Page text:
Hunting a memory leak

For months, it was always the same web server in the cluster which struggled with high load.
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Hunting a memory leak

by Max Kellermann

For months, it was always the same web server in the cluster which struggled with high load. We kept wondering whether our load balancer distributes the load unfairly, but found nothing. The server had a higher CPU and memory usage than the others, but did not serve more HTTP requests and did not have more I/O.

My investigations on the memory usage were entangled with other problems. For example, Linux's memory accounting has some weirdnesses and sometimes correlates memory allocations to the wrong process. I found a way to reset the memory accounting; this also freed a good amount of memory. At first, it looked like an acceptable workaround, but the problem returned quickly, and my trick ended up freeing less memory each time I used it.

The problem became bad enough to turn into a serious problem for the stability of our cluster; sometimes, the server ceased to work, leading to mass website outages. Only a reboot could fix it. Turning off that one server completely would only shift the problem to another server, which spoiled our plans to engage an exorcist - the server wasn't cursed, it really was a systematic technical problem in search of a mundane solution.

The first breakthrough was a closer look at the Linux kernel's memory allocator statistics. It showed a huge spike on 16 and 32 byte allocations, holding gigabytes of memory. This smelled like a memory leak, so I turned on the leak detector (KMEMLEAK). Which reported: nothing. No memory leaks.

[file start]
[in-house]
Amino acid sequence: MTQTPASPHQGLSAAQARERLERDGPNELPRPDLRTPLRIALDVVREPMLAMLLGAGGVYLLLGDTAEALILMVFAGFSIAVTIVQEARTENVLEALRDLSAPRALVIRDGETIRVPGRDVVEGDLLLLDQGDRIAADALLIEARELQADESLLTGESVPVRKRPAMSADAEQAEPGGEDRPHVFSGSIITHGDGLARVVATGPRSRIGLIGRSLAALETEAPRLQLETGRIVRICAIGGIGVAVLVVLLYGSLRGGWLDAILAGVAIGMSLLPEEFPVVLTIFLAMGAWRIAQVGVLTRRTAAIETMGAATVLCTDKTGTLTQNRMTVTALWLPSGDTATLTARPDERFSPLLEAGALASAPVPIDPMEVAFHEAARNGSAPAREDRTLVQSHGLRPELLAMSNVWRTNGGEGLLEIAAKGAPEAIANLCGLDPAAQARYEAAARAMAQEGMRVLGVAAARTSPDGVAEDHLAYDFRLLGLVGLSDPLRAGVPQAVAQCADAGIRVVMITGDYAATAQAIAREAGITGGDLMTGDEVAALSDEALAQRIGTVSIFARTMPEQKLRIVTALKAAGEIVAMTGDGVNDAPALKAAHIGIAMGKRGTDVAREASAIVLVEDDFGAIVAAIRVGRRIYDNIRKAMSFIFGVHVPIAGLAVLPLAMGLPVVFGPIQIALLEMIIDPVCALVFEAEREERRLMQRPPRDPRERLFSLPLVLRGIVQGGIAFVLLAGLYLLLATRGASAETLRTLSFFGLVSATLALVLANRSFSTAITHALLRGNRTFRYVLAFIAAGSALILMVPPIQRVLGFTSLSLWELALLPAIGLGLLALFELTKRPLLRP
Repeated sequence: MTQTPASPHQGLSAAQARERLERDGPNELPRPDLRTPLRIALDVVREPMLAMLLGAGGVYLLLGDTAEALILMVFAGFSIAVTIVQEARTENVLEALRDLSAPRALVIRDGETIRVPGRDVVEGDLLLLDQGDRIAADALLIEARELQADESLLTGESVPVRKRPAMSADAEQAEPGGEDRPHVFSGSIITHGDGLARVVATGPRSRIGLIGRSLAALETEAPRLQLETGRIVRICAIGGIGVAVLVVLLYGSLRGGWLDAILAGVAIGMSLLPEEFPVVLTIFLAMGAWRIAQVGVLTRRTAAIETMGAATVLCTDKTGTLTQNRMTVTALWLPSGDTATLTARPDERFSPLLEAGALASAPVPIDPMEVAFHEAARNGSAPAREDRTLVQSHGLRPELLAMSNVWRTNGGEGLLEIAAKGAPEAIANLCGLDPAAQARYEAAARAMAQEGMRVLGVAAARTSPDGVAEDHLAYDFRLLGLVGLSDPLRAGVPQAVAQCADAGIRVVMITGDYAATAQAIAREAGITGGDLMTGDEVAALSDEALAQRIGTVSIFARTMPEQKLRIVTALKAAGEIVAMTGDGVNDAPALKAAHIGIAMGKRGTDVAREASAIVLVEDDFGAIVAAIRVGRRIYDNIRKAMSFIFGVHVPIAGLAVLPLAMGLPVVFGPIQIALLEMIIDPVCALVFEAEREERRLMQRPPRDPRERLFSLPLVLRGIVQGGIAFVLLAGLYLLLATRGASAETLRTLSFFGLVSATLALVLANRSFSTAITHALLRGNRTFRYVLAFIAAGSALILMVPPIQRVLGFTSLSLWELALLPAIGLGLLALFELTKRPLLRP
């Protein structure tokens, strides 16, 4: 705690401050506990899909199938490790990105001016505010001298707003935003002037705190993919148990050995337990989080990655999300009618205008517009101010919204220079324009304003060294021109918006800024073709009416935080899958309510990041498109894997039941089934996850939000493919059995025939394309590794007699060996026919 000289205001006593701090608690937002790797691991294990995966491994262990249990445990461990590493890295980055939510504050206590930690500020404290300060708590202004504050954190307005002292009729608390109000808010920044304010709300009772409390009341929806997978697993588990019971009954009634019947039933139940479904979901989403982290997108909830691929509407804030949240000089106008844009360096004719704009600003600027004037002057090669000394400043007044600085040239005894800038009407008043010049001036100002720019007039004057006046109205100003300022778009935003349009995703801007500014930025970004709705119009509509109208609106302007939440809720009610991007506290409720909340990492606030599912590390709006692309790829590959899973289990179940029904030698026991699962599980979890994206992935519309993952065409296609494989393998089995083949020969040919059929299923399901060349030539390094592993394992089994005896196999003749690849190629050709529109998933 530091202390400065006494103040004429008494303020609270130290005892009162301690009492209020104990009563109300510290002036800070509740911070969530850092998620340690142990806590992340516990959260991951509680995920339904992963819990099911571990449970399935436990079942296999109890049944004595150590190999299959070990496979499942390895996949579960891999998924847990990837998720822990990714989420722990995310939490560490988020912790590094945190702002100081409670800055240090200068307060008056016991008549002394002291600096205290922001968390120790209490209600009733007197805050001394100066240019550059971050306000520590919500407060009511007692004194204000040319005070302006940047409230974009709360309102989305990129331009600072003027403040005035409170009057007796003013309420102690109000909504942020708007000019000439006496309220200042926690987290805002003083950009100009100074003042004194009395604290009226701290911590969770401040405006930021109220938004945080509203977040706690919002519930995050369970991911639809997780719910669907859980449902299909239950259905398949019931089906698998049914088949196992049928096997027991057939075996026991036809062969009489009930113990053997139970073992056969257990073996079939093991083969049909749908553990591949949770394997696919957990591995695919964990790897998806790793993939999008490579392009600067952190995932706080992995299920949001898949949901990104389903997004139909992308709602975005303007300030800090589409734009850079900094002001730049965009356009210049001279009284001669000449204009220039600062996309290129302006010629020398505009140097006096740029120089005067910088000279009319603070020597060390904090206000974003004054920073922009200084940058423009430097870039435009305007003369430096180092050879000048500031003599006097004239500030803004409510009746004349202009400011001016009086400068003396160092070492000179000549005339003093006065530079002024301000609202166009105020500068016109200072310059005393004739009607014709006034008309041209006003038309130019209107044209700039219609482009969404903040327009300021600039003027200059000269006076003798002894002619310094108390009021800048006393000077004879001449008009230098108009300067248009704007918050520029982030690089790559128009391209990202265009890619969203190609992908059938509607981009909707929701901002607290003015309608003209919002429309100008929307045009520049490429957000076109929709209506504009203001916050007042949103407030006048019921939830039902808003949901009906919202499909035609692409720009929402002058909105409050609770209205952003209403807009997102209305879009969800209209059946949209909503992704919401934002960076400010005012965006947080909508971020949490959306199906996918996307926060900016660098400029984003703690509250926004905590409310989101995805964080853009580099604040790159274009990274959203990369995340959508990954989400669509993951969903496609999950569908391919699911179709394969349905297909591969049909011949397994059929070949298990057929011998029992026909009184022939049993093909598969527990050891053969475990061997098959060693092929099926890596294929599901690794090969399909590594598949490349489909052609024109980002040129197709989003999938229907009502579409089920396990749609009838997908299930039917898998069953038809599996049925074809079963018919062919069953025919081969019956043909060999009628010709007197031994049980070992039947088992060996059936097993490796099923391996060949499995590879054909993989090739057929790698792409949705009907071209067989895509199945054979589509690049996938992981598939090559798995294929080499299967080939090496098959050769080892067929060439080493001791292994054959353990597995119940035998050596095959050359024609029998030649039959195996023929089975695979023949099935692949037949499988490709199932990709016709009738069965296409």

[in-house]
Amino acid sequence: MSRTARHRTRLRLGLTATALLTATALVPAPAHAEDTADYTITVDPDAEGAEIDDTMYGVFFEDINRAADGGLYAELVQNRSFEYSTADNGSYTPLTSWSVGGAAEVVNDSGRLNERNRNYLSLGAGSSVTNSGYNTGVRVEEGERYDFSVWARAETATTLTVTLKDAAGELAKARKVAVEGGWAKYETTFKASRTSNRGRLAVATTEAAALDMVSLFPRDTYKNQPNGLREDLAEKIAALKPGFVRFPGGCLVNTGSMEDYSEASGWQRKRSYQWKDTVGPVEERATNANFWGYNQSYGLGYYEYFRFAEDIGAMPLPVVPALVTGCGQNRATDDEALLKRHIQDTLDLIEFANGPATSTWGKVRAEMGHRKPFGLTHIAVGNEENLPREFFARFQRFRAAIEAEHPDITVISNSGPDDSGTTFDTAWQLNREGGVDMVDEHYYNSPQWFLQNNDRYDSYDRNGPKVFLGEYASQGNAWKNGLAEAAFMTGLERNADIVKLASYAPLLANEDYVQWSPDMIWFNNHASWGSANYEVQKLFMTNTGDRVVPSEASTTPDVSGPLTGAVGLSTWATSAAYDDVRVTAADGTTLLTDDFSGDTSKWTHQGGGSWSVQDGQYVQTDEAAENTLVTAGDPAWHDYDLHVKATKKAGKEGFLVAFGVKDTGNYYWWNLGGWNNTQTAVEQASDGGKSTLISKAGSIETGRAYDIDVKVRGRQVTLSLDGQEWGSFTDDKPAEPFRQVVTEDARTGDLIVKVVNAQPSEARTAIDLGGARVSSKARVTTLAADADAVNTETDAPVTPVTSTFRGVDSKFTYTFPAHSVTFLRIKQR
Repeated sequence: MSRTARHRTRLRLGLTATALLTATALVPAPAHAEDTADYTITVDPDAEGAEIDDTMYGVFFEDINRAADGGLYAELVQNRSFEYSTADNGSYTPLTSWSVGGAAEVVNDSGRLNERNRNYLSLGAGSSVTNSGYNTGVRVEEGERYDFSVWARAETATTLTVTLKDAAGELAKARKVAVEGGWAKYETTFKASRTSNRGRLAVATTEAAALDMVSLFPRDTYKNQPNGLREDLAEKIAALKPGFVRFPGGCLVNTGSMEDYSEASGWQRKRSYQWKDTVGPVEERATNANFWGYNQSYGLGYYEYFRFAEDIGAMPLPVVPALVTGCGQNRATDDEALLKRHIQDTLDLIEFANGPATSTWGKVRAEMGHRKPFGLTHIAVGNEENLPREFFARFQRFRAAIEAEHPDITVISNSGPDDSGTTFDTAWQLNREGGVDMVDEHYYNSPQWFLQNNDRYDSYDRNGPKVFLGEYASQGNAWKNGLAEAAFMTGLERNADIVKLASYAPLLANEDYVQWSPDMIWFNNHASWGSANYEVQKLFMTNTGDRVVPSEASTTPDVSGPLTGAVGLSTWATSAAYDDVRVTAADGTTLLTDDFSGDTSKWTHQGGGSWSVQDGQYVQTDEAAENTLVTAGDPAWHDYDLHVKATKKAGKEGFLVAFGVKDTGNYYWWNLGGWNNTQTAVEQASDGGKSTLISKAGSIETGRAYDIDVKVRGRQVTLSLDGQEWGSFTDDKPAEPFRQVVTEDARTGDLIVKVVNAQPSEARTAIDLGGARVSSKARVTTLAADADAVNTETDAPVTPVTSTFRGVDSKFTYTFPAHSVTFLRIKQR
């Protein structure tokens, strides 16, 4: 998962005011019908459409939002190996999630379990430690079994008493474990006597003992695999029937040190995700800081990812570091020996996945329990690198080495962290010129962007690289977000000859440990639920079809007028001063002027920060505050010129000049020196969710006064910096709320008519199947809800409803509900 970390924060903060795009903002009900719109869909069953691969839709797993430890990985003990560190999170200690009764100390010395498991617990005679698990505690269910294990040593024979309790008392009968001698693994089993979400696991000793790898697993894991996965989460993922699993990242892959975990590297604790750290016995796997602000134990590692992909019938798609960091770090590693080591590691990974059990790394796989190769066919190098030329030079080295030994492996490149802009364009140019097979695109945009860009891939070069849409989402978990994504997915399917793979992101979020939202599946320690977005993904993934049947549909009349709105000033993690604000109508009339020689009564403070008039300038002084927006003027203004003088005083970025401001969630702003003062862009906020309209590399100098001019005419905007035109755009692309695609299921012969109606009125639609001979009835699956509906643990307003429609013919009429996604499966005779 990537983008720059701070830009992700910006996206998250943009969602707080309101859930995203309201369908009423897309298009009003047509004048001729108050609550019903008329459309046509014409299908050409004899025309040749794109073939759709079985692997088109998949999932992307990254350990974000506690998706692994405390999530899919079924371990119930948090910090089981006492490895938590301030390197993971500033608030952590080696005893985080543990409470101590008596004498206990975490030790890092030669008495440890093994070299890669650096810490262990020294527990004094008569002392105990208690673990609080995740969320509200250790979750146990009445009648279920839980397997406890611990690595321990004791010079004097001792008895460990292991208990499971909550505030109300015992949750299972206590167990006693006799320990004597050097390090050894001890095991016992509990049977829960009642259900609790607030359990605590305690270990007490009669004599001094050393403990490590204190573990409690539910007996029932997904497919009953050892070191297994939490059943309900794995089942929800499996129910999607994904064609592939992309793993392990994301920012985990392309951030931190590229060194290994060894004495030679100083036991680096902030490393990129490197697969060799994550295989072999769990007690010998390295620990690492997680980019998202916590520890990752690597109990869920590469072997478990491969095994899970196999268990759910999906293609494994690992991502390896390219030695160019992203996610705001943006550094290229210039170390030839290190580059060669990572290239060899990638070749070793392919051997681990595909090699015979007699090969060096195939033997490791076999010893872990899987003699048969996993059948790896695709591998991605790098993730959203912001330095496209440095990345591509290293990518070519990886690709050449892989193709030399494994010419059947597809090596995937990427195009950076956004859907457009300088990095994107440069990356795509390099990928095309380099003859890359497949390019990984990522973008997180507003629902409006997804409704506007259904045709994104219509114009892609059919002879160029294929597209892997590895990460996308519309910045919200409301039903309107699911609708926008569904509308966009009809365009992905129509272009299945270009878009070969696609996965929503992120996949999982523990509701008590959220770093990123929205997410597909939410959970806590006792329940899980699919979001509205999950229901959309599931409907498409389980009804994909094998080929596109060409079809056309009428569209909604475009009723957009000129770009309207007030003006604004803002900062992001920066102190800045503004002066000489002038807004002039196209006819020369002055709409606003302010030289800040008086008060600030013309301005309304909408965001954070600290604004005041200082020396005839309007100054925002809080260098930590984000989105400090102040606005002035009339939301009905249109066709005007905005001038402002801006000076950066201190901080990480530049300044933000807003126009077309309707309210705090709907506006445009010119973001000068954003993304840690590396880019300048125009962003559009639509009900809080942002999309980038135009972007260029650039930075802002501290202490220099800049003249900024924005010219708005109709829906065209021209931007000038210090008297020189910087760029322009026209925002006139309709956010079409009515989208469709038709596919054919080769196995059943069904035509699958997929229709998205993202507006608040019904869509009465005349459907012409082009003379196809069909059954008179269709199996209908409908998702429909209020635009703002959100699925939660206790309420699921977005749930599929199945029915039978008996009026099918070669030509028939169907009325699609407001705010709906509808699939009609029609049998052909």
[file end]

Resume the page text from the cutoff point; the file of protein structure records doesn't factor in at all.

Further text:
An even closer look inside the memory allocator revealed that most of those allocations were from the NFS client, caching file names. Clearing the cache, however, did not free these. This must be a leak. After spending a few days reading the kernel source code, I finally had an Eureka moment: in January, the kernel developers accepted a change which optimized NFS directory listings by adding more file names to the cache [1], but it had a bug which sometimes leaked memory. KMEMLEAK was unable to find this leak because the filesystem cache is excluded from KMEMLEAK, making it blind to bugs like this.

After I reverted the optimization patch, the problem was gone for good. I sent my fix to the Linux kernel developers who merged it into all affected branches [2].

And why did this affect only one web server? I don't know for sure. It's probably our hash ring algorithm which always assigns that one web site with hundreds of thousands of files to the "cursed" web server, which accumulates the leaks more quickly. Eventually, it will affect all servers, but much more slowly.